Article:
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May 10 – 15, 2021
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Novel Tridimensional Processes in Fusion Burning Plasmas and Gained Innovative Perspectives

May 12, 2021, 8:30 AM
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Regular Poster Magnetic Fusion Theory and Modelling P3 Posters 3


Dr Bruno Coppi


A novel understanding of the collective processes that can emerge in fusion burning plasmas is shown to generate new perspectives for meaningful experiments that can be undertaken in the near term. In particular ``Di-ballooning’’ modes, that propagate only in the toroidal direction and are standing in both the poloidal and the radial direction, are identified.
The poloidal profiles of these modes are shown to be conditioned in a new way [1] by relevant mode-particle resonant interactions given that purely oscillatory ballooning modes can be treated as a composition of travelling waves with the same frequency (about that of a compressional Alfvén wave) but different phase velocities. We refer to the simplest toroidal confinement configuration represented by $\mathbf{B}\simeq {{B}_{0}}\left[ 1-\left( r/{{R}_{0}} \right)\cos \theta \right]{{\mathbf{e}}_{\varphi }}+{{B}_{\theta }}\left( r \right){{\mathbf{e}}_{\theta }}$. Using the "disconnected" mode approximation [2] the modes of interest are described by density perturbations of the form
$\hat{n}\simeq \tilde{n}\left( r-{{r}_{0}},\theta \right)\exp \left\{ -i\omega t+i{{n}^{0}}\left[ \varphi -q\left( r \right)\theta \right]+i{{n}^{0}}\left[ q\left( r \right)-{{q}_{0}} \right]F\left( \theta \right) \right\}$,
where $F ( \theta )$ is a step-function that restores the periodicity in $\theta$ of $\tilde{n}$ and is localized around $\theta =\pi $. Thus, for $-\pi <\theta <\pi $, we may consider
$\hat{n}\simeq \tilde{n}\left( r-{{r}_{0}},\theta \right)\exp \left\{ -i\omega t+i{{n}^{0}}\left[ \varphi -q\left( r \right)\theta \right] \right\}$,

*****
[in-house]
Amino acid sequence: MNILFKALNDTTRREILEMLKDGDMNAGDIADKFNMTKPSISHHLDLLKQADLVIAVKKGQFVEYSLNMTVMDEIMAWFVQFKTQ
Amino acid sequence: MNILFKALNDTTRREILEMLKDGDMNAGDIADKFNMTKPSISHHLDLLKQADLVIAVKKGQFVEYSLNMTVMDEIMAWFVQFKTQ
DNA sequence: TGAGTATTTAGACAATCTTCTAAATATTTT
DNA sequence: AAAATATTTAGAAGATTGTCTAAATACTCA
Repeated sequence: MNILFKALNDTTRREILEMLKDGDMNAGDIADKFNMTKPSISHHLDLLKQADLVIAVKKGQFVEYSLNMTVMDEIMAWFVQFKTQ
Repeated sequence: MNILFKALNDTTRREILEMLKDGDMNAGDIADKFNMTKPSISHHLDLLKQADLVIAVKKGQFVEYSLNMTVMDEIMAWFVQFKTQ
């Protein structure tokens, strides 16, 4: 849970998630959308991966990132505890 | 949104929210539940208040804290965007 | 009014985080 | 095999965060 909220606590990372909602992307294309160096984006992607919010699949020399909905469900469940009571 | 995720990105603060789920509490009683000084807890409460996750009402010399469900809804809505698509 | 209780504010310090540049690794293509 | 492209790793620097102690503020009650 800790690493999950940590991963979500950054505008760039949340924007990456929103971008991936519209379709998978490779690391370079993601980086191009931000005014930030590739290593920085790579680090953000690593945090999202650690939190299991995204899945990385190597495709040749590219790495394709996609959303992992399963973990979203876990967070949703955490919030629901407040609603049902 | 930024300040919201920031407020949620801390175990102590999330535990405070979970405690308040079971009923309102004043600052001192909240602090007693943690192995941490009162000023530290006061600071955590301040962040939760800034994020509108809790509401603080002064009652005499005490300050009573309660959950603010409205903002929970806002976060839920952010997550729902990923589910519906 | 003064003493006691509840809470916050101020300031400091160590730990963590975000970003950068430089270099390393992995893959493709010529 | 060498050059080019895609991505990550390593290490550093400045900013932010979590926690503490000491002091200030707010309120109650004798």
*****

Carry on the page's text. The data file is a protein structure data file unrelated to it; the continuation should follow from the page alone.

where $\tilde{n}\left( r-{{r}_{0}},\theta \right)$ is found to be localized in both $(r-{{r}_{0}})$ and $\theta$. In particular
$\tilde{n}\left( r-{{r}_{0}},\theta \right)\simeq {{\tilde{n}}^{0}}\exp \left\{ -\frac{1}{2}{{\left( \frac{r-{{r}_{0}}}{{{\Delta }_{r}}} \right)}^{2}}-\frac{1}{2}{{\left( \frac{l}{{{\Delta }_{l}}} \right)}^{2}} \right\}$,
where, for $dl={{R}_{0}}{{q}_{0}}d\theta $, $l$ indicates a distance along a field line. Clearly, $\exp \left[ -i\omega t-{{l}^{2}}/\left( 2\Delta _{l}^{2} \right) \right]\propto \int{d{{k}_{l}}}\exp \left( -\Delta _{l}^{2}k_{l}^{2}/2 \right)\exp \left[ -i\left( \omega t-{{k}_{l}}l \right) \right]$ showing the decomposition of a ballooning mode into propagating waves. When wave-particle interactions are considered, the "recomposed" mode amplitude is proportional to
$\int{d{{k}_{l}}}\exp \left[ -\Delta _{l}^{2}k_{l}^{2}/2-{{\gamma }_{D}}\left( \left| {{k}_{l}} \right| \right)t+i{{k}_{l}}l \right]$,
referring for simplicity to a particle velocity distribution that is isotropic and that all interactions involve a damping. A crude model, for $\gamma _{D}^{2}\ll{{\left( \mathrm{Re}\omega \right)}^{2}}$, is ${{\gamma }_{D}}\equiv \bar{\bar{\gamma }}k_{l}^{2}/k_{0}^{2}$ and leads to find a mode amplitude proportional to
$\frac{{{\Delta }_{l}}}{{{\Delta }_{eff}}}\exp \left( -\frac{{{l}^{2}}}{2\Delta _{eff}^{2}} \right)$,
where $\Delta _{eff}^{2}\equiv \Delta _{l}^{2}+2\bar{\bar{\gamma }}t/k_{0}^{2}$. That is, the mode width increases with time and its height decreases. An accurate numerical analysis of the mode profile has been carried out involving the relevant Landau damping with a Maxwellian ion distribution [3] and it has confirmed qualitatively the results of our "crude model". Another crude model involving resonances with two ion distributions with different peaks has been formulated, while a detailed numerical analysis is aimed at improving on it. The choice of this model involving damping and growth rates is based on the requirement that the resulting mode profile, in the $l$- variable, is compatible with the dispersion equation that was derived originally from macroscopic (two-fluid) equations.